I like to see Indigo Buntings. I like to see lots of them, at extremely close range. For the birder looking to get high on Indigo, spring in coastal Texas is the time and the place to do just that. 

Now, as you may have heard, I am the #7 birder in the country...it's not like I am going into this situation blind. Even if I was going to spend weeks out there (I'm not), I'm not expecting to be so lucky, or for the birds to be so unlucky. I will be completely happy just to reconnect with a bunch of different species and be there when a decent number of newly-arrived migrants drop in to the woods.  I am expecting some slow, perhaps excruciatingly slow, days on the passerine front...but this is what one must endure to have the best chance at being around for an iconic migration event. Or just plain old good birding! It's not like I require 25 species of warblers in a day to be satisfied.



I found this Scarlet Tanager in the middle of the day ("best time to make for great birdwatch", according to one notorious birder), smashing a large moth in the middle of a suburban street with nothing resembling respectable stopover habitat in sight. I shot this crippling lens-cracker out my car window. No doubt this is a bird that meets all standard fallout criteria (tired/voraciously hungry/in weird coastal habitat/totally oblivious to people/facemelting), but unfortunately one bird does not make a fallout.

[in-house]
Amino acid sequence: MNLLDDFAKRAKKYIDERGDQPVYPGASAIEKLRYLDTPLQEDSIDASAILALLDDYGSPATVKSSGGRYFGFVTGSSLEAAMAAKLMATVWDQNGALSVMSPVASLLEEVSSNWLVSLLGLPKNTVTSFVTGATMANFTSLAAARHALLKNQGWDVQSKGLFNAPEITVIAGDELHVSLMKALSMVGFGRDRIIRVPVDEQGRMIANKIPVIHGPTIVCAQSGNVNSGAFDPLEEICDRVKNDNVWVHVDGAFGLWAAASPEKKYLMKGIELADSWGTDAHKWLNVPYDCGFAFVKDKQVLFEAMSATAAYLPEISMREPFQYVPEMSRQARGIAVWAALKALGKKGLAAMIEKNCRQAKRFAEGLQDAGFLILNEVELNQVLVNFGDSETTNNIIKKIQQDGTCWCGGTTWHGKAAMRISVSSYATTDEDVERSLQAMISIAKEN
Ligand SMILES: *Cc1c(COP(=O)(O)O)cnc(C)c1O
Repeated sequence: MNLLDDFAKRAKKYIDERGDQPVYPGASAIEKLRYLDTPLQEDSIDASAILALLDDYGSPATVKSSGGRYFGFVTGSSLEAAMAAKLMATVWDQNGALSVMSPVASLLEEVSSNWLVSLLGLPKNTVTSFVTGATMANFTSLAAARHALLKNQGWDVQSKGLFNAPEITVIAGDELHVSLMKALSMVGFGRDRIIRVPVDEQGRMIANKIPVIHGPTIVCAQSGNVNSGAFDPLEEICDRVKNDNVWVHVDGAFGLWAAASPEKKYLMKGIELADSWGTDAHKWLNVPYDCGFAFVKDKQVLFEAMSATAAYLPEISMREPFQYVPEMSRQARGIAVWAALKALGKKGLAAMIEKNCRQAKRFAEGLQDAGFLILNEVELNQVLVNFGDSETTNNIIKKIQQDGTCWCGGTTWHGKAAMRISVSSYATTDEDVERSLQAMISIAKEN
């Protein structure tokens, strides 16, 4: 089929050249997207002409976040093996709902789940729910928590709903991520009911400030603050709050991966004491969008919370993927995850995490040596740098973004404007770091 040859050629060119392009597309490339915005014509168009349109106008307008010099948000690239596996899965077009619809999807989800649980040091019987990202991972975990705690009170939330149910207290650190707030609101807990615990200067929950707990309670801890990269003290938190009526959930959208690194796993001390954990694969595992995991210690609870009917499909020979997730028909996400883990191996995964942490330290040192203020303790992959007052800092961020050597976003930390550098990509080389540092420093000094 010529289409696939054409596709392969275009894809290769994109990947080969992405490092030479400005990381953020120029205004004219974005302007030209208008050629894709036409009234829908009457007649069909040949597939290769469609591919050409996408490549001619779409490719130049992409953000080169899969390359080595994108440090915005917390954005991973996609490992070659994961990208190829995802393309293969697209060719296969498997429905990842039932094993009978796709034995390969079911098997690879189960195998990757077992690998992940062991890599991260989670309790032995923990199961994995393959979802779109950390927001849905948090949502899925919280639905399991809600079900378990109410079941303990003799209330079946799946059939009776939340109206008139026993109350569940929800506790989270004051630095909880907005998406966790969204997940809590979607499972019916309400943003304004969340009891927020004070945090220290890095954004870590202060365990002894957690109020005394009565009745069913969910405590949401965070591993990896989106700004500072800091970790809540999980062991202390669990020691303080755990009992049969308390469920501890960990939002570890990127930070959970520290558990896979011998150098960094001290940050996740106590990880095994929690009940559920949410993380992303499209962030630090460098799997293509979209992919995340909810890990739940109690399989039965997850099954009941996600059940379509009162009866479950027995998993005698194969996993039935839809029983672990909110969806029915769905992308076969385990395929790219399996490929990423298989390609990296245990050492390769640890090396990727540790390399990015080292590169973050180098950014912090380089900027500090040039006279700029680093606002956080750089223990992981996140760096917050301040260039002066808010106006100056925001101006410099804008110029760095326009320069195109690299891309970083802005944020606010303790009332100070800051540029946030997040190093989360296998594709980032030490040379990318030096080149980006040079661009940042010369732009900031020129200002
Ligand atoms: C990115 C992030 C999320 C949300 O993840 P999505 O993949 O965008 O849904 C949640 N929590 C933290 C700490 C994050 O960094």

Aside from seeing a lot of birds and getting some crushing in, I do have one particular target bird in mind - Swainson's Warbler. I have never seen a Swainson's Warbler, and I hope to rectify that unfortunate situation by the time I return to California. While pretty much everyone else is looking up for yellow, green, blue, orange and red, I will be looking down for brown...at least some of the time. I am merely mortal, unable to resist the canopy-loving species, and one in particular has a special draw. If you are new to BB&B, you may not know that I dream about Cerulean Warblers more than any other bird, and I dream about birds with embarrassing frequency. I think it's a fantastic bird to dream about! Just last week, in a dream, I had male Cerulean and Blackburnian Warblers in the same binocular view...what a combo! You could even call it a dream combo. Will these birds make the jump from my subconscious to my binoculars in a few months? And if they do...what are the implications? Can anyone be ready for something like that? If you missed it from back in 2014, From South Padre Island to The Astral Plane: A Cerulean Warbler Vision Quest is a pretty good read. It is completely accurate account, with no fiction or exaggerations of any sort. Big lenses may be raised against me in anger once again, but I am not afraid...